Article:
Supplementary File Top


Supplementary File 1: Survey on self-care behaviors and safety concerns towards self-medication amongst the general public in Ajman, United Arab Emirates

Section 1:

  1. Name:………………………………………………….
  2. Sex: *


    • Female
    • Male


  3. Marital status:*


    • Single
    • Married


  4. Age: *


    • Under 18
    • 18–25
    • 26–33
    • 34–41
    • 42–49
    • 50–57
    • 58–64
    • +65


  5. Education:*


    • High school diploma
    • Bachelor's degree
    • Master's degree
    • PHD


  6. Occupation:


    • Medical field
    • None medical field
    • Unemployed


    Section 2:

  7. Have you ever participated in self-medication? *


    • Yes
    • No
    • Don't remember


  8. If YES, what was the type of medication?


    • OTC drug
    • Antibiotics
    • Herbal medications and multivitamins


  9. Do you stop taking the medication if you felt any side effects?*


    • Yes
    • No
    • Maybe according to the situation


  10. Do you check if the drug has any possible side effects before taking it?*


    • Yes
    • No
    • Not always


  11. Do you stop taking the medication if you felt better? *


    • Yes
    • No


  12. What is your way of requesting medications from the pharmacy or drug store?*


    • Mentioning the name of the drug
    • Telling the symptoms of your illness to the pharmacist
    • A piece of paper with the name of the drug
    • Taking the old drug container with you


  13. Why do you prefer self-medication instead of visiting a health professional (doctor/pharmacist)?*


    • Time saving
    • You have confidence in your knowledge about medications
    • Economical/convenient
    • No need to visit the doctor for minor illnesses


  14. Have you ever taken self-medication for chronic disease? (a chronic disease is a disease that lasts for more than 3 months)*


    • Yes
    • No


  15. Do you check the prescribing information (leaflet) before self-medication? *


    • Yes
    • No


  16. If yes how much do you understand the instructions of the leaflet?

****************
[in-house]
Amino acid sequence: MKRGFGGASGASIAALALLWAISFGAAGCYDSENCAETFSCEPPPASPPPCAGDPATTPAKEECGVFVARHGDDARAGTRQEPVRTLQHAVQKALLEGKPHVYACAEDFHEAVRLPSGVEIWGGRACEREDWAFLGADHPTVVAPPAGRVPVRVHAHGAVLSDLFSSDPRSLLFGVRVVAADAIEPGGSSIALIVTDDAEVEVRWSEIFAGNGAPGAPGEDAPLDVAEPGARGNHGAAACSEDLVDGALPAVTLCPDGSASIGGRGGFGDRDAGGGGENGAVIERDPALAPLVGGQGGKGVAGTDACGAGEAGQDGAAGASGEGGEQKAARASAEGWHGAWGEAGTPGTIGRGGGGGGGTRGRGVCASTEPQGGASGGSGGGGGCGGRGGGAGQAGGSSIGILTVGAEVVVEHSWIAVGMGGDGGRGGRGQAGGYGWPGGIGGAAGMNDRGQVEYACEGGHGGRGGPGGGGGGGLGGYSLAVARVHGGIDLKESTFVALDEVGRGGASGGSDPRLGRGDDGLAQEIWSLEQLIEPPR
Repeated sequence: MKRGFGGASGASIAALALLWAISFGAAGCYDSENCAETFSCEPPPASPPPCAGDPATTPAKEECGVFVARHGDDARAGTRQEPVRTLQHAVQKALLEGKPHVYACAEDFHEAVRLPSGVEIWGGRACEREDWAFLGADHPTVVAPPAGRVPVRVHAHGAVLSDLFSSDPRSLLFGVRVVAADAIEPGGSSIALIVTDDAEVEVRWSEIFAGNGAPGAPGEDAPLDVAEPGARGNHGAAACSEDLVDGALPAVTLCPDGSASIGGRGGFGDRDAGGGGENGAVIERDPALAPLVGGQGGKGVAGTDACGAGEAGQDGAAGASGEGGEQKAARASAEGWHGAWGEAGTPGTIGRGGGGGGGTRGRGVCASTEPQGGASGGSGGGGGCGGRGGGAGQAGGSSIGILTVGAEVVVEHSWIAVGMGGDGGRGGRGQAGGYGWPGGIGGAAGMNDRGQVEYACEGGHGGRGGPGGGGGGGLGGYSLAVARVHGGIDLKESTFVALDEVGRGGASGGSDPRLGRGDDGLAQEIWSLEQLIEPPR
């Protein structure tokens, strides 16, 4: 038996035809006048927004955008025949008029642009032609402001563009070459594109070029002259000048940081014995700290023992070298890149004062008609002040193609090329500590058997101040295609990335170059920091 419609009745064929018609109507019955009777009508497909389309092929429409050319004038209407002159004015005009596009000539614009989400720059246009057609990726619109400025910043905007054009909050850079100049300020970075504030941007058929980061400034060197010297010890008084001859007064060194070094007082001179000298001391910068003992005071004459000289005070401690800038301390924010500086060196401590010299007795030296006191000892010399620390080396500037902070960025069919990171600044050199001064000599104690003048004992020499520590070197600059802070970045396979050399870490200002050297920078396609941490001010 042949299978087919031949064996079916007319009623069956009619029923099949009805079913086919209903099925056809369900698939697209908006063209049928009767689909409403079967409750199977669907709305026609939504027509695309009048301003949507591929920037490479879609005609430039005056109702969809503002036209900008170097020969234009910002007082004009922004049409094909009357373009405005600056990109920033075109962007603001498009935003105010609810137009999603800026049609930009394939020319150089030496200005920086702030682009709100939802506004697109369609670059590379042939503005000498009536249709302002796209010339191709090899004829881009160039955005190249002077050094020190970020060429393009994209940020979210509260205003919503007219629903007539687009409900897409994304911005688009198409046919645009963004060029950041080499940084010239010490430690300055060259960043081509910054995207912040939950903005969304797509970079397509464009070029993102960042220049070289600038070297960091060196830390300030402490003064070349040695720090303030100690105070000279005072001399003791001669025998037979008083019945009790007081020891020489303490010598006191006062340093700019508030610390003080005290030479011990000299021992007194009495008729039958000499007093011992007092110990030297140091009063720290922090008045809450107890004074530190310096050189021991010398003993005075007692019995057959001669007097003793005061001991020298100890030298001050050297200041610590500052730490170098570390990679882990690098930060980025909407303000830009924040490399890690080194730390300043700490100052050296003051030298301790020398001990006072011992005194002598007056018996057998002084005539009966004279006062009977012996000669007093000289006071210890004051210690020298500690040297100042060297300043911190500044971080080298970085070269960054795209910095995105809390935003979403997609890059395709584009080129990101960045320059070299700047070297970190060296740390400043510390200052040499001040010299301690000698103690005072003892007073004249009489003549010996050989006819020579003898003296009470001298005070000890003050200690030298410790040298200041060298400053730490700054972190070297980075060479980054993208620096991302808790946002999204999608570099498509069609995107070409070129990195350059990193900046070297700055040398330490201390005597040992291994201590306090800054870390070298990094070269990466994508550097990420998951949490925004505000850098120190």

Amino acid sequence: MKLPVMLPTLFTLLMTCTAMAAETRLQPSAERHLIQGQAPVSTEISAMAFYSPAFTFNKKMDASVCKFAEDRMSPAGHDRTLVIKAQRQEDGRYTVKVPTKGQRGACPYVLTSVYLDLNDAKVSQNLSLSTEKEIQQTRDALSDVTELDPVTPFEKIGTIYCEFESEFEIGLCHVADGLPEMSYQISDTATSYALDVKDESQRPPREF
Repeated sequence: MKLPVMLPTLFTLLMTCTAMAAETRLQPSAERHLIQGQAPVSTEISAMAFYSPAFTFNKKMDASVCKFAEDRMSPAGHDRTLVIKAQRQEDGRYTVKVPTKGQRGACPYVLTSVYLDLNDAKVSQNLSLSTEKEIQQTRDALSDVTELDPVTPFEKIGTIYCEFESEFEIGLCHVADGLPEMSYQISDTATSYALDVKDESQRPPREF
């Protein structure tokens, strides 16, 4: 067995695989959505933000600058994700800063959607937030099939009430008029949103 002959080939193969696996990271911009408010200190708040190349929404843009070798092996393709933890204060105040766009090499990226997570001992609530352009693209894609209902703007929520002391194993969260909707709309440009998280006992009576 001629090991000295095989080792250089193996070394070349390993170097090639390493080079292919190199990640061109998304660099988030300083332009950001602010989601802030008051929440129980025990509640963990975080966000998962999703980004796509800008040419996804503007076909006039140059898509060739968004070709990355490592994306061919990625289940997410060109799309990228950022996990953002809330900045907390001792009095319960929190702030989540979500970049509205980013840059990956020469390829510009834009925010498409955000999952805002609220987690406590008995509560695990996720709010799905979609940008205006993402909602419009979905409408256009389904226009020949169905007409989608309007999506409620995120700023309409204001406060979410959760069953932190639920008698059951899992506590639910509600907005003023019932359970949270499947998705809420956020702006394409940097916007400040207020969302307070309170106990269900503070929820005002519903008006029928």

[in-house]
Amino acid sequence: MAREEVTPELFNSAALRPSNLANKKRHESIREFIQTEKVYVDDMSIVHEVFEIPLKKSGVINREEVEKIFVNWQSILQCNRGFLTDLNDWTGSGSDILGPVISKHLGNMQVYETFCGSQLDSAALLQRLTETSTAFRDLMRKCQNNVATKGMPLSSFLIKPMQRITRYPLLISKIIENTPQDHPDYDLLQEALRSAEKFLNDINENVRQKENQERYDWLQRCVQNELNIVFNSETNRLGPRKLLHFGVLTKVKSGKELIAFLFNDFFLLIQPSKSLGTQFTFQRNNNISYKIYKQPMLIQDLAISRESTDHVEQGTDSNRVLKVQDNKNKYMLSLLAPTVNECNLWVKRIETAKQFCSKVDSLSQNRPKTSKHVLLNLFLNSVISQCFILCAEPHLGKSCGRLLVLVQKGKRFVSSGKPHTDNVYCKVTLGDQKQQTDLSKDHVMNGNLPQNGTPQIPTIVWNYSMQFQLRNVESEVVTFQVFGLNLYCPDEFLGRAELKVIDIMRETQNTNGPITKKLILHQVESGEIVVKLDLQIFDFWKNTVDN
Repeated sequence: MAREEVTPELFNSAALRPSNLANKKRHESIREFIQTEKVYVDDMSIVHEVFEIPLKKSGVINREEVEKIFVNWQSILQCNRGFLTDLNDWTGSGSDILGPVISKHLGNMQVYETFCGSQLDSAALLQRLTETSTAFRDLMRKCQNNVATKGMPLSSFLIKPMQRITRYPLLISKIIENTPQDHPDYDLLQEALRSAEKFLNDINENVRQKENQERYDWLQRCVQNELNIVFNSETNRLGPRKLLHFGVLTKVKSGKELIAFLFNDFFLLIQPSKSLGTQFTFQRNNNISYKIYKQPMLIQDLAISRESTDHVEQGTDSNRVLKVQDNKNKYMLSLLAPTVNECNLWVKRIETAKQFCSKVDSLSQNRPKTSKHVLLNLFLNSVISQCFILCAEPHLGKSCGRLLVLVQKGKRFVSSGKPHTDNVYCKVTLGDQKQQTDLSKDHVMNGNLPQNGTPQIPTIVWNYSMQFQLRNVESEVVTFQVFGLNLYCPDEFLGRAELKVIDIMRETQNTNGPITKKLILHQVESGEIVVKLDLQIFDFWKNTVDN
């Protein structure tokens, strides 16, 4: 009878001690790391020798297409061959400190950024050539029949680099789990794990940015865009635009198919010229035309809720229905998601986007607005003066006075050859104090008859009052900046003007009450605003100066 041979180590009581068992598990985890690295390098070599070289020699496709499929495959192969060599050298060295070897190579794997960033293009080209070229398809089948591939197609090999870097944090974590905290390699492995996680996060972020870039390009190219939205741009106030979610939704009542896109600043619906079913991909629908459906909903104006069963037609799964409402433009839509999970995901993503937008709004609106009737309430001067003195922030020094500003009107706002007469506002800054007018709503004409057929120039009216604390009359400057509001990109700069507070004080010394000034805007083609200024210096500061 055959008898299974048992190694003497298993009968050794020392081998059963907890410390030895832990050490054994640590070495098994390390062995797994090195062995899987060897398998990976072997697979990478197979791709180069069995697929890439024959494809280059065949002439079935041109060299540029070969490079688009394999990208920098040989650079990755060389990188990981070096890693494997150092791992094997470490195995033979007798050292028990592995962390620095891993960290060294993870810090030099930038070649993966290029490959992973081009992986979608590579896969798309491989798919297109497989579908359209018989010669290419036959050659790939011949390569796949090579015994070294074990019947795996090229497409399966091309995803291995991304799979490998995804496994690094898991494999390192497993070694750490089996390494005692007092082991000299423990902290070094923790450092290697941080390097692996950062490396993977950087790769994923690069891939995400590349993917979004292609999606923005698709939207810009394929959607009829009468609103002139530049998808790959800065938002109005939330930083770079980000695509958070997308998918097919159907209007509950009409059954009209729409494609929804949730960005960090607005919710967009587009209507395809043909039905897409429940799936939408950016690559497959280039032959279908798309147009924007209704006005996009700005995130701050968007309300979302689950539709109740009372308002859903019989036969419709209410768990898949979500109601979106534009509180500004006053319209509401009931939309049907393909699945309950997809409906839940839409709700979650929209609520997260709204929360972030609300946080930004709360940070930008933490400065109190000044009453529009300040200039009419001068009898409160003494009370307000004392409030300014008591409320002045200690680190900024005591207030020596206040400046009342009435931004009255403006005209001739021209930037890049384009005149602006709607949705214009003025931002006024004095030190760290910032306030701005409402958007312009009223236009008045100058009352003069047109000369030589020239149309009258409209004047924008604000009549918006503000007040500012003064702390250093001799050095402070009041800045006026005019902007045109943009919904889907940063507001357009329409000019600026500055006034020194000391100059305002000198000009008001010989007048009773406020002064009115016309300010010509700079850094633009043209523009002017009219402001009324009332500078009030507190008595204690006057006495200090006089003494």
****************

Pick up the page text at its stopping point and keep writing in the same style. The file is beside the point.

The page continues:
• I fully understand
    • Partial
    • I don't understand at all


  17. When was your last medical visit?*


    • Last month
    • Last 6 months
    • Last year
    • More than a year


  18. Is it possible for you to get prescription medications (e × . Antibiotics) without a prescription? *


    • Very easy
    • Sometimes its easy
    • No, its hard
    • Maybe I don't know


  19. do you check the expiry date on your medication before and after purchasing? *


    • Yes, I check both times
    • No, I never check
    • Only before
    • Only after


  20. Do you advise drugs that you already took to you family members or friends? *


    • Yes
    • No


  21. What factor mostly affect your choice when you are buying a drug? *


    • Price
    • Brand
    • Company
    • Other, please specify ………………………….


  22. Your selection of a particular brand depends on which of those factors? *


    • Recommendation by the pharmacist
    • Old prescription by a doctor
    • The brand was used by your friends and family
    • Advertisement
    • Previous experience
    • Other, please specify ……………………………


  23. When you take 2 or more drugs together do you check if there are any interactions between them? *


    • Yes
    • No
    • Sometimes


  24. Do you know the availability of drugs that shouldn't be given to children? *


    • Yes
    • No


  25. Do you check the safety of the dose before giving it to children? *


    • Yes
    • No
    • I have never given a drug to a child before


  26. Do you know the availability of drugs that shouldn't be given to pregnant/nursing women? *


    • Yes
    • No


  27. If you are going to take a drug that you have NEVER taken before do you consult a doctor or a pharmacist? *


    • Yes, I consult both
    • No, I don't
    • Only my doctor
    • Only the pharmacist


  28. Do you think its safe to use several drugs at the same time? *


    • Yes
    • No
    • Maybe


  29. Have you ever missed one of your doses? *


    • Yes
    • No
    • I don't remember


  30. Do you think minor health problems don't need treatments using medications? *


    • Yes
    • No
    • Maybe


  31. What are the factors that prevents you from taking a drug without the doctor's prescription? *


    • Saves time
    • High fees of doctors
    • Advice from the pharmacists
    • Other, please specify ………………………….


  32. Do you keep the leftover antibiotics to use it in the future? *


    • Yes
    • No


  33. Do you believe in taking a second drug to remove the side effects of the first drug? *


    • Yes
    • No
    • Maybe


  34. Do you believe just because a drug doesn't need a prescription that its safe for everyone? *


    • Yes, it's safe
    • No, it's not safe
    • Maybe


  35. Do you check if you have any allergy to a drug before taking it? *


    • Yes
    • No


  36. Do you think some drugs will cause problems or side effects to people who have chronic diseases such as diabetes, high blood pressure, peptic ulcer?


    • Yes
    • No
    • Maybe